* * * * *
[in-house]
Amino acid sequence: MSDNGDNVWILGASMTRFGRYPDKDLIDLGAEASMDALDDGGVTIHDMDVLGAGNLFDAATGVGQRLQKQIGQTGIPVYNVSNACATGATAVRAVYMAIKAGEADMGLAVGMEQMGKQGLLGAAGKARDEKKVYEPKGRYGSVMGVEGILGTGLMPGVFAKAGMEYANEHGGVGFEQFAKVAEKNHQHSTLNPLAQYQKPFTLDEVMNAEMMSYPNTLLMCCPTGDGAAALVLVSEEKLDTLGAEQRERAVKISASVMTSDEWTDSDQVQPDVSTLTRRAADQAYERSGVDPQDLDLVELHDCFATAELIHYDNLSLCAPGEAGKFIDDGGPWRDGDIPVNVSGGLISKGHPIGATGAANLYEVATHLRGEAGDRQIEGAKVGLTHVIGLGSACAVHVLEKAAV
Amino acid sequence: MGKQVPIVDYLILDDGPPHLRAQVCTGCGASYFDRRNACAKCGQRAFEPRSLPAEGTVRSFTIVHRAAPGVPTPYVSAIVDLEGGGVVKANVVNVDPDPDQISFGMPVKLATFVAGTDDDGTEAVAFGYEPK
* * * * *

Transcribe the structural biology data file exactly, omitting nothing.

[in-house]
Amino acid sequence: MSDNGDNVWILGASMTRFGRYPDKDLIDLGAEASMDALDDGGVTIHDMDVLGAGNLFDAATGVGQRLQKQIGQTGIPVYNVSNACATGATAVRAVYMAIKAGEADMGLAVGMEQMGKQGLLGAAGKARDEKKVYEPKGRYGSVMGVEGILGTGLMPGVFAKAGMEYANEHGGVGFEQFAKVAEKNHQHSTLNPLAQYQKPFTLDEVMNAEMMSYPNTLLMCCPTGDGAAALVLVSEEKLDTLGAEQRERAVKISASVMTSDEWTDSDQVQPDVSTLTRRAADQAYERSGVDPQDLDLVELHDCFATAELIHYDNLSLCAPGEAGKFIDDGGPWRDGDIPVNVSGGLISKGHPIGATGAANLYEVATHLRGEAGDRQIEGAKVGLTHVIGLGSACAVHVLEKAAV
Amino acid sequence: MGKQVPIVDYLILDDGPPHLRAQVCTGCGASYFDRRNACAKCGQRAFEPRSLPAEGTVRSFTIVHRAAPGVPTPYVSAIVDLEGGGVVKANVVNVDPDPDQISFGMPVKLATFVAGTDDDGTEAVAFGYEPK